Idle No More is a grassroots movement that began with the actions of four women and has since expanded into a global effort. According to the official Idle No More website, the goal of Idle No More is to “[call] on all people to join in a revolution which honors and fulfills Indigenous sovereignty which protects the land and water. Colonization continues through attacks to Indigenous rights and damage to the land and water. We must repair these violations, live the spirit and intent of the treaty relationship, work towards justice in action, and protect Mother Earth”. As a socially-progressive organization, BUSU voted in a January 9th council meeting to support the movement and the goals which it works towards. We also included in the motion a resolution encouraging people to take part in the rally being organized by the Brandon University Aboriginal Student Council on Friday, January 11th.
The Idle No More Movement has been more controversial than it needs to be. The criticisms against it range from mistrust in chiefs and the system of reserves to outright racism. The former criticism is irrelevant to the movement itself, though it is an issue that should be addressed outside of this movement. There is corruption in any government, including the Government of Canada. It should be addressed, but not within this movement. The latter is tied up in stereotypes of and prejudices against Aboriginal people. These are not new ideas: they are just coming to the surface more often because there is a new outlet through which they can be expressed. This does not make them new and thoughtful ideas, and it is completely unfair to generalize an entire culture. It is important to remember that Idle No More began as a movement from the people and not from specific people, such as Chief Theresa Spence. Aboriginal people from across Canada have decided to no longer stay silent about the inequality that they face. They have decided that as much as some people want them to feel shameful about their place in society, they will not stand to be treated as second-class citizens.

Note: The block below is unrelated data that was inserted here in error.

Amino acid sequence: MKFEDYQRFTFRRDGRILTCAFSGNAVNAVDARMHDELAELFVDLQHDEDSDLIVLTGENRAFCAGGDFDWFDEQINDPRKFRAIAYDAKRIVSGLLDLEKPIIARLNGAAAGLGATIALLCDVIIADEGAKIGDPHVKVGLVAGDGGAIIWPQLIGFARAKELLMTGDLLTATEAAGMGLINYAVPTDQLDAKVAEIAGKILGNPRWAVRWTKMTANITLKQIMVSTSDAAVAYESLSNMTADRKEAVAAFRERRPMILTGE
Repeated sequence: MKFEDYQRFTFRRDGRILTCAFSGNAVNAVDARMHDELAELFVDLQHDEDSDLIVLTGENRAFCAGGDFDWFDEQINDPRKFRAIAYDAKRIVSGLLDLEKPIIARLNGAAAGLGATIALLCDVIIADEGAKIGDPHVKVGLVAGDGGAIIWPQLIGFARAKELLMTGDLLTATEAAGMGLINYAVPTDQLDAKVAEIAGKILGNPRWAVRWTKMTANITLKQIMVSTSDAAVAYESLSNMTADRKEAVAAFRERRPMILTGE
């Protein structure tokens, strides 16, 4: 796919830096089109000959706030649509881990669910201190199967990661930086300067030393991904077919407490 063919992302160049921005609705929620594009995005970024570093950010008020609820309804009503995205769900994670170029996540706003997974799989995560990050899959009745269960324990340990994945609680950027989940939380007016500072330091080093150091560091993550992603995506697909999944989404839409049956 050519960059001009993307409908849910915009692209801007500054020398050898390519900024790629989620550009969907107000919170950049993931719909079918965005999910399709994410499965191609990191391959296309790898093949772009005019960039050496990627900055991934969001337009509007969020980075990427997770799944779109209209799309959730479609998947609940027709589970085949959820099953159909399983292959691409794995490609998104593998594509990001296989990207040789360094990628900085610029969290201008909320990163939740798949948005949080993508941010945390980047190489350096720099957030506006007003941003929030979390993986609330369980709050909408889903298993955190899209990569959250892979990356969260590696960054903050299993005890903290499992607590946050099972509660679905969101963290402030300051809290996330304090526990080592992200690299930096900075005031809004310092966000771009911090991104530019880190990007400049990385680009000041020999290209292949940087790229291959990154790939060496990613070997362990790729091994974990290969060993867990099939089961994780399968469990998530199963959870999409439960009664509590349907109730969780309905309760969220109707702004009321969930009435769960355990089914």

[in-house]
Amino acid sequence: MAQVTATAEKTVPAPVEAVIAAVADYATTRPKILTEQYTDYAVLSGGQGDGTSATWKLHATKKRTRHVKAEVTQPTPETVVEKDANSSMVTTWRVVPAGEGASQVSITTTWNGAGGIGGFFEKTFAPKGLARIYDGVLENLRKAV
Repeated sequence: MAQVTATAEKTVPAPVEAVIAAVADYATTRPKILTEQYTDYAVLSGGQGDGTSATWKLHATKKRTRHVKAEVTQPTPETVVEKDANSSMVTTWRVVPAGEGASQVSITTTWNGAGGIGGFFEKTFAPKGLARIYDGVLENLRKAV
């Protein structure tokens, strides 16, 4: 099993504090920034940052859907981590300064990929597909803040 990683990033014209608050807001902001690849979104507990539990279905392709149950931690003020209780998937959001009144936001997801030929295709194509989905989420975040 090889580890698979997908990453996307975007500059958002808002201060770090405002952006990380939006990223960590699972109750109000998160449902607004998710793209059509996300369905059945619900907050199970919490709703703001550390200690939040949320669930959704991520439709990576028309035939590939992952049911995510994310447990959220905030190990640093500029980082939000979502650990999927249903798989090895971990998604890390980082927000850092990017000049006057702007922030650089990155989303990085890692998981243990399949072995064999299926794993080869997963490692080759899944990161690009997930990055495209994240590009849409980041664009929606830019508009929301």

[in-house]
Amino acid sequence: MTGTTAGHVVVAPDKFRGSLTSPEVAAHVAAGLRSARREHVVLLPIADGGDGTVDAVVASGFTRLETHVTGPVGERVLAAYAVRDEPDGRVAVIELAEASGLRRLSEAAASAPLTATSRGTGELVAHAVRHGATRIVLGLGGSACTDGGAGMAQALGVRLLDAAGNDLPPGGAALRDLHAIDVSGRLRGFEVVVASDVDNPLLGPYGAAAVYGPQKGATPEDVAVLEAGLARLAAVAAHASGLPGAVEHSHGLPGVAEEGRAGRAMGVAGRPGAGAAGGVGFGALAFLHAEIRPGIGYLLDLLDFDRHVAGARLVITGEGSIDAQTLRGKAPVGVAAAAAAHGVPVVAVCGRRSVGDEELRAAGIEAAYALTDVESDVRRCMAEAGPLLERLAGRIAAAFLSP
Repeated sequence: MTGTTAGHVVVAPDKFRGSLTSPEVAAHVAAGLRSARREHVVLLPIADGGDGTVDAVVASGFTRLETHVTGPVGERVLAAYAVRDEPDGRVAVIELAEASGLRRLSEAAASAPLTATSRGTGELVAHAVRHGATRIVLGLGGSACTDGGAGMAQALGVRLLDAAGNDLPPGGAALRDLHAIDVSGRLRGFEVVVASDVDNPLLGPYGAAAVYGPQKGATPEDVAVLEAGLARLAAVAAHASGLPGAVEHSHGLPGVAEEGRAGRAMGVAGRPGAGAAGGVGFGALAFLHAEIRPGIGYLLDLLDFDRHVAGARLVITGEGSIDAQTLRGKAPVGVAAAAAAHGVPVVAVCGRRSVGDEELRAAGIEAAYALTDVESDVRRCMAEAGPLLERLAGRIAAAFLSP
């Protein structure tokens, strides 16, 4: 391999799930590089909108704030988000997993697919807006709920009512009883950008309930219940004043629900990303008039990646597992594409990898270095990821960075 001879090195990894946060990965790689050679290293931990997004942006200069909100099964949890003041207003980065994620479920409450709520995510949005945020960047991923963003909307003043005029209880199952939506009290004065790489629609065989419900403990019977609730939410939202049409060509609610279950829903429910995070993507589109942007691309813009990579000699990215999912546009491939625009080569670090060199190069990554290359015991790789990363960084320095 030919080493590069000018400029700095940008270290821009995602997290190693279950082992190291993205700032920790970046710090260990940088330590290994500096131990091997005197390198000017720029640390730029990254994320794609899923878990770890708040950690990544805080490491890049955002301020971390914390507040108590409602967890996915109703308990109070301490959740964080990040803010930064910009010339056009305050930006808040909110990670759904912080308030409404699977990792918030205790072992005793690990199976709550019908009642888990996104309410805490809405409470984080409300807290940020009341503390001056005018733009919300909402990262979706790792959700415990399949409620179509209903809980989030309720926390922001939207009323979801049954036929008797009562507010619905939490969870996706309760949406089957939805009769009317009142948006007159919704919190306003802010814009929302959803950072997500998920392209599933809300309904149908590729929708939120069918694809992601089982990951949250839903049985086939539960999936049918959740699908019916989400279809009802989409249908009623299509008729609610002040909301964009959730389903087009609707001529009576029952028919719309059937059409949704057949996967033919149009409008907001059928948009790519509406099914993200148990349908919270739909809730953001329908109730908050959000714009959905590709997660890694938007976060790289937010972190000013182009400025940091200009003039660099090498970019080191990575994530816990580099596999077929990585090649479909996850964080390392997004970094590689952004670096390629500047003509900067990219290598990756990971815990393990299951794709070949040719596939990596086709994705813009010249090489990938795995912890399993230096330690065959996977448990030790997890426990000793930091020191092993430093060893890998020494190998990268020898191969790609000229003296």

Idle No More is not only a movement for Aboriginal people; it is also an environmental movement, a movement towards protecting democracy, and a movement to make sure that the world we leave for our children is better for the one that we are living in ourselves, not worse. Idle No More is not something that we can ignore as students. We have a huge role to play as the group that will soon be leaders in our society. A disproportionately-low number of Aboriginal students attend university in Canada as compared to other demographics. Much of this is due to the federal government not fulfilling its obligation defined through the Treaties to educate First Nations students. There is also an onus on post-secondary institutions to ensure the supports are in place to retain and ensure the success of Aboriginal students. We believe that both Aboriginal and non-Aboriginal people have the responsibility to support the Idle No More movement and its goals.
Republished from The Quill print edition, Volume 103, Issue 17, January 15, 2013.